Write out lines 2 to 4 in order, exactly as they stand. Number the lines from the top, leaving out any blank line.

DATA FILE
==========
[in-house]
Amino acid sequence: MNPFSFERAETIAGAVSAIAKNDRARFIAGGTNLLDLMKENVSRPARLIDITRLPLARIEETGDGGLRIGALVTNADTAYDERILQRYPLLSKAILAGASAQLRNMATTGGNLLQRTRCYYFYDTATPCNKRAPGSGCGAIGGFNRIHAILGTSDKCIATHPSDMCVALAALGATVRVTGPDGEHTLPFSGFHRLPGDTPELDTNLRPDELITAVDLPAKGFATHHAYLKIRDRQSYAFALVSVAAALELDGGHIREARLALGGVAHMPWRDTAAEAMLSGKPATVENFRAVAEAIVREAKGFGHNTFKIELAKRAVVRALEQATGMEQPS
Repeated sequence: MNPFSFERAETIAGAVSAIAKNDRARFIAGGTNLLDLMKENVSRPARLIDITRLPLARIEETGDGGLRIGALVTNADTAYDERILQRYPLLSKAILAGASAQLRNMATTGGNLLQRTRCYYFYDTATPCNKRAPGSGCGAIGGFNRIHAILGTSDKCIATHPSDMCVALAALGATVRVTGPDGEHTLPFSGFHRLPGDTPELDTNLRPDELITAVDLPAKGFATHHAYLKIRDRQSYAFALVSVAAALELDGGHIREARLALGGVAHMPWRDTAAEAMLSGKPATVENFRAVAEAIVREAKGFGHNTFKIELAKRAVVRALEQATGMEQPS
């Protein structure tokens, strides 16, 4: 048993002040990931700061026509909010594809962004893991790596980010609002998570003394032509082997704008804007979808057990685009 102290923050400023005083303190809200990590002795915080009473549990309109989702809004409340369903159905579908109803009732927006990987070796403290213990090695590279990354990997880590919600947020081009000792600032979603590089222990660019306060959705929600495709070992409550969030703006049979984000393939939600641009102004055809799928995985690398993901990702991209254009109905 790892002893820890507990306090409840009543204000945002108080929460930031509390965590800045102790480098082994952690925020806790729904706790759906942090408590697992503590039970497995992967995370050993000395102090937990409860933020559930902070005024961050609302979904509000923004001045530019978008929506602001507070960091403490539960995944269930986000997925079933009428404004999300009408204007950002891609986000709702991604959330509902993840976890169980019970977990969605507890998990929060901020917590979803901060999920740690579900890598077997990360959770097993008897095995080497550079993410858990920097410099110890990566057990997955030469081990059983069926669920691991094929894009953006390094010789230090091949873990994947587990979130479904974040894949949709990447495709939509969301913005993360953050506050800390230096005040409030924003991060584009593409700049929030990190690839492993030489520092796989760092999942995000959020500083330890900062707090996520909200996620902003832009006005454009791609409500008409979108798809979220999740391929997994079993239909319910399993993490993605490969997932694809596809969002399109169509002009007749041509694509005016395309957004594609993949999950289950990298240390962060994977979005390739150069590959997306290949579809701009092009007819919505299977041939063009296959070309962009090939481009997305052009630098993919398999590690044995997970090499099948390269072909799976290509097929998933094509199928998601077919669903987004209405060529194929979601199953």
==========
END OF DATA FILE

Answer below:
Amino acid sequence: MNPFSFERAETIAGAVSAIAKNDRARFIAGGTNLLDLMKENVSRPARLIDITRLPLARIEETGDGGLRIGALVTNADTAYDERILQRYPLLSKAILAGASAQLRNMATTGGNLLQRTRCYYFYDTATPCNKRAPGSGCGAIGGFNRIHAILGTSDKCIATHPSDMCVALAALGATVRVTGPDGEHTLPFSGFHRLPGDTPELDTNLRPDELITAVDLPAKGFATHHAYLKIRDRQSYAFALVSVAAALELDGGHIREARLALGGVAHMPWRDTAAEAMLSGKPATVENFRAVAEAIVREAKGFGHNTFKIELAKRAVVRALEQATGMEQPS
Repeated sequence: MNPFSFERAETIAGAVSAIAKNDRARFIAGGTNLLDLMKENVSRPARLIDITRLPLARIEETGDGGLRIGALVTNADTAYDERILQRYPLLSKAILAGASAQLRNMATTGGNLLQRTRCYYFYDTATPCNKRAPGSGCGAIGGFNRIHAILGTSDKCIATHPSDMCVALAALGATVRVTGPDGEHTLPFSGFHRLPGDTPELDTNLRPDELITAVDLPAKGFATHHAYLKIRDRQSYAFALVSVAAALELDGGHIREARLALGGVAHMPWRDTAAEAMLSGKPATVENFRAVAEAIVREAKGFGHNTFKIELAKRAVVRALEQATGMEQPS
């Protein structure tokens, strides 16, 4: 048993002040990931700061026509909010594809962004893991790596980010609002998570003394032509082997704008804007979808057990685009 102290923050400023005083303190809200990590002795915080009473549990309109989702809004409340369903159905579908109803009732927006990987070796403290213990090695590279990354990997880590919600947020081009000792600032979603590089222990660019306060959705929600495709070992409550969030703006049979984000393939939600641009102004055809799928995985690398993901990702991209254009109905 790892002893820890507990306090409840009543204000945002108080929460930031509390965590800045102790480098082994952690925020806790729904706790759906942090408590697992503590039970497995992967995370050993000395102090937990409860933020559930902070005024961050609302979904509000923004001045530019978008929506602001507070960091403490539960995944269930986000997925079933009428404004999300009408204007950002891609986000709702991604959330509902993840976890169980019970977990969605507890998990929060901020917590979803901060999920740690579900890598077997990360959770097993008897095995080497550079993410858990920097410099110890990566057990997955030469081990059983069926669920691991094929894009953006390094010789230090091949873990994947587990979130479904974040894949949709990447495709939509969301913005993360953050506050800390230096005040409030924003991060584009593409700049929030990190690839492993030489520092796989760092999942995000959020500083330890900062707090996520909200996620902003832009006005454009791609409500008409979108798809979220999740391929997994079993239909319910399993993490993605490969997932694809596809969002399109169509002009007749041509694509005016395309957004594609993949999950289950990298240390962060994977979005390739150069590959997306290949579809701009092009007819919505299977041939063009296959070309962009090939481009997305052009630098993919398999590690044995997970090499099948390269072909799976290509097929998933094509199928998601077919669903987004209405060529194929979601199953």